The Mayor and Seattle City Council recently announced the initial 13 appointees selected to serve on the City of Seattle’s new Community Involvement Commission (CIC). The CIC will ultimately be comprised of 16 equity champions who will work to ensure that our City departments are creating and implementing equitable engagement strategies that lead to more relevant and impactful public participation. They will also provide feedback on the development of City departments’ community involvement plans. All the appointments are subject to City Council confirmation.
Mayoral Appointee: At-large Member
Jenna Franklin has worked in strategic communications, community outreach, and public engagement since 2001. Much of her work has focused on increasing equity and engagement in public process and/or on public projects. She spent two years working as a Communications and Outreach Specialist for Sound Transit, where she saw firsthand the difficulties around issues that involve a variety of jurisdictions and agencies. She now works as an outreach consultant for a communications firm for whom she has been developing a Race and Social Justice Initiative outreach model. Her past outreach and engagement work has allowed her to build strong relationships with a wide variety of community-based organizations throughout Seattle.
What inspired you to serve on the Community Involvement Commission?
Diversity is an incredible asset, and I believe great community building happens through engagement. My hope is that the Community Involvement Commission can help close the inclusion gap that exists in public process; diversity of thought and experience is vital to creating outcomes that balance and reflect the needs of people from all demographic groups. I was inspired to serve because I’m worried about the voices and perspectives that are absent or under-leveraged in conversations that greatly impact the future of Seattle and all the people who live and work here.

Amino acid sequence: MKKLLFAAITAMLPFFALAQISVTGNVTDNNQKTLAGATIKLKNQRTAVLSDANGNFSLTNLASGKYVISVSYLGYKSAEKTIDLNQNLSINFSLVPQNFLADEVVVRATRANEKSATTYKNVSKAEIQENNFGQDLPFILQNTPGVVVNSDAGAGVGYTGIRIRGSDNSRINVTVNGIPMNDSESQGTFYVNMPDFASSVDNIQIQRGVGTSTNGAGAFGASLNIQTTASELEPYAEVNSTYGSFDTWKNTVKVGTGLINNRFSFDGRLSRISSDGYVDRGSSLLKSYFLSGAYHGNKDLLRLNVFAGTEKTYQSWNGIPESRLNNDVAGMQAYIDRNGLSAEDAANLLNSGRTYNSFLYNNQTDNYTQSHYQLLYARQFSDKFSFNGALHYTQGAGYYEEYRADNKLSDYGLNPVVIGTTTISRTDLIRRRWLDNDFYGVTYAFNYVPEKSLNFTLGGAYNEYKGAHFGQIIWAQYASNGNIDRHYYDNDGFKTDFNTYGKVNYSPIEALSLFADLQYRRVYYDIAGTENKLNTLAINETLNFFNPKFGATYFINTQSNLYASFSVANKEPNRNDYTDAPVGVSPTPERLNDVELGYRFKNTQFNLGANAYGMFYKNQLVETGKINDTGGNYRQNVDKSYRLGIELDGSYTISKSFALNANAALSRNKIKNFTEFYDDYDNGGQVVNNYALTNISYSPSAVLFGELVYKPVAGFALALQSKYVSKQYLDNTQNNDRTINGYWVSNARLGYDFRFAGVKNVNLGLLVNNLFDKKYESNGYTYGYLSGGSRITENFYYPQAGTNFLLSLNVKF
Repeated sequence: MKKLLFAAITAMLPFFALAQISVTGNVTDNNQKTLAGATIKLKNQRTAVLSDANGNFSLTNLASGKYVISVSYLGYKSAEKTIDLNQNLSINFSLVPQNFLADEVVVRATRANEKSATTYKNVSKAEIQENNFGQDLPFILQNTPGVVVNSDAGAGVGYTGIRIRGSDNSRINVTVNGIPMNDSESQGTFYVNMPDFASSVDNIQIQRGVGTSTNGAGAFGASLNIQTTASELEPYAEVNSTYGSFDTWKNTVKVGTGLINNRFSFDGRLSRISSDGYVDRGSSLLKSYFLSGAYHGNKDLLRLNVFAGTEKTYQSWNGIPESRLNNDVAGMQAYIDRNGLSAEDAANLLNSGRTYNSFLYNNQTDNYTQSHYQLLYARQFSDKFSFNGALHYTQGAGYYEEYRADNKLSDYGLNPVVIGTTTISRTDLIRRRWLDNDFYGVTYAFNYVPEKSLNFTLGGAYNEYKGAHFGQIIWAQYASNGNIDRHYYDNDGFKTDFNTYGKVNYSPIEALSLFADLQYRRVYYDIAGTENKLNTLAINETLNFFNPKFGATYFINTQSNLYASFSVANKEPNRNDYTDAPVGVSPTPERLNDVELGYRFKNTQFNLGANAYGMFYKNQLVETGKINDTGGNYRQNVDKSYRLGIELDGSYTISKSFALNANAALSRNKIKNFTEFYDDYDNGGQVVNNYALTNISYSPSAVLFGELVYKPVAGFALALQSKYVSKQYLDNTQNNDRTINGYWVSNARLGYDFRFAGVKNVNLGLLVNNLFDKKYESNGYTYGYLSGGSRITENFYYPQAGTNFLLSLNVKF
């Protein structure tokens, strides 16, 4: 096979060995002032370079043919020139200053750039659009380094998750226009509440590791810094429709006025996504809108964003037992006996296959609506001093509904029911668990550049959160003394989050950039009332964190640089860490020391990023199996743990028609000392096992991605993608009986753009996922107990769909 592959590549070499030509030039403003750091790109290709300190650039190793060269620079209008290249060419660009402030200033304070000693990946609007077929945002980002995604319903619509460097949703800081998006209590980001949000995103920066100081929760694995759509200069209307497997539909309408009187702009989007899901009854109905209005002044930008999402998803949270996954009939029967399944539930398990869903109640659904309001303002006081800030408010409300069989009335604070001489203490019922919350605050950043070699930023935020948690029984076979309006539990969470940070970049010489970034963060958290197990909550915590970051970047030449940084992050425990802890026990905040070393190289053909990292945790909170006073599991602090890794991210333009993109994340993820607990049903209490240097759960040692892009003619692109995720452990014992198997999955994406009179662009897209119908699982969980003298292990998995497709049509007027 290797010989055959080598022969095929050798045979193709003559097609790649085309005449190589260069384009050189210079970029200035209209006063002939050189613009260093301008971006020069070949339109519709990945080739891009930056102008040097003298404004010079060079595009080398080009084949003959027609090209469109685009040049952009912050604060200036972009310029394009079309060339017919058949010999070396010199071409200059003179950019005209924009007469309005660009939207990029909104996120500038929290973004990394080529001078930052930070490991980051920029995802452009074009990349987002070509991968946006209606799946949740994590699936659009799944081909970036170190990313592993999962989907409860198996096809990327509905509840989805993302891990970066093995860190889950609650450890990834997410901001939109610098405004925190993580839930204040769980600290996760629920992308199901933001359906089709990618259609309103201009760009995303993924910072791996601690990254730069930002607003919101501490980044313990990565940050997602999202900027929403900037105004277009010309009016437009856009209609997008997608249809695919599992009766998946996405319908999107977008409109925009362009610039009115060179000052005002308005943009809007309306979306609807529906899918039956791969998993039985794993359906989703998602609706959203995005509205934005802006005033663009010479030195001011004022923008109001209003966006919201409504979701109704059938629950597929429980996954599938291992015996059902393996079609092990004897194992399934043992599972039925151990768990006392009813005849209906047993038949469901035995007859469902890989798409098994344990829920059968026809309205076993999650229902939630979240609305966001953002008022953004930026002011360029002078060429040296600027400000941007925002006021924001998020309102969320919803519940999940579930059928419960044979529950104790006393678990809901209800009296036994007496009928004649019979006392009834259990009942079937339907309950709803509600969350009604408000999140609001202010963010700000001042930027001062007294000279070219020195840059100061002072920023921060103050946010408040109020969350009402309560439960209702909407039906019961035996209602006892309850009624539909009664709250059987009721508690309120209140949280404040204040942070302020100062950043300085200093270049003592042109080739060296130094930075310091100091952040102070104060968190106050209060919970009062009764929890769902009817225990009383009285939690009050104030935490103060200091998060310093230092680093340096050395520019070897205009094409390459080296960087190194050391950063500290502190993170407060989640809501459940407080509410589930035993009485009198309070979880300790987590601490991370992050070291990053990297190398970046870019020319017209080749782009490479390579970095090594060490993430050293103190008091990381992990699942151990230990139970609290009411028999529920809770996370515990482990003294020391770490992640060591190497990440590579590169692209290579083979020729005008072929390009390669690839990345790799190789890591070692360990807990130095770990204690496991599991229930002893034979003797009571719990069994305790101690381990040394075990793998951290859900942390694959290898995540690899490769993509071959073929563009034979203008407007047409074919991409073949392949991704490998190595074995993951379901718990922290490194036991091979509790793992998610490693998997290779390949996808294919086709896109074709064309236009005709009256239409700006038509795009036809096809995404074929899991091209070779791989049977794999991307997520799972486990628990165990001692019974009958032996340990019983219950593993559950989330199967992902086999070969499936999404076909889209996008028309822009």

We’ve taken to calling our Community Involvement Commissioners “EQUITY CHAMPIONS!” Do you accept this superhero moniker and what does it mean to you personally?
We have so many incredible equity champions across the city working hard to use the principles of social justice and equity to influence how Seattle evolves, and how we as a City take care of all the people who live here! I see working as an equity champion as an opportunity to collaborate with Seattle’s other equity superheroes, and be part of a citywide effort to create a more just and inclusive Seattle.
What is your unique real-life superpower?
I’ve learned that my real-life superpower is being able to use my love of conversation and my inherent curiosity to connect with people. I love talking to people and learning about who they are. I have a distinct interest in understanding how a person’s experiences impact them. I love my superpower – it reveals the remarkable and interesting things around me.
What do you hope the Community Involvement Commission will bring to the City?
I believe bringing different people together in new and innovative ways to address some of the tough issues ahead should be an evident part of the character of all public agencies, and visible at the core of solutions they generate. I hope the Community Involvement Commission will bring a sense of servant leadership, show that city government is something we all have the right to be part of, and demonstrate through actions how inclusive processes create innovative results.
Which local organization or person do you consider to be a true superhero and why?
I am a big fan of Technology Access Foundation for their youth engagement work; they have created an incredible model of empowerment and opportunity that creates real shifts in young people’s lives.
Learn more about the Community Involvement Commission at seattle.gov/neighborhoods/community-involvement-commission.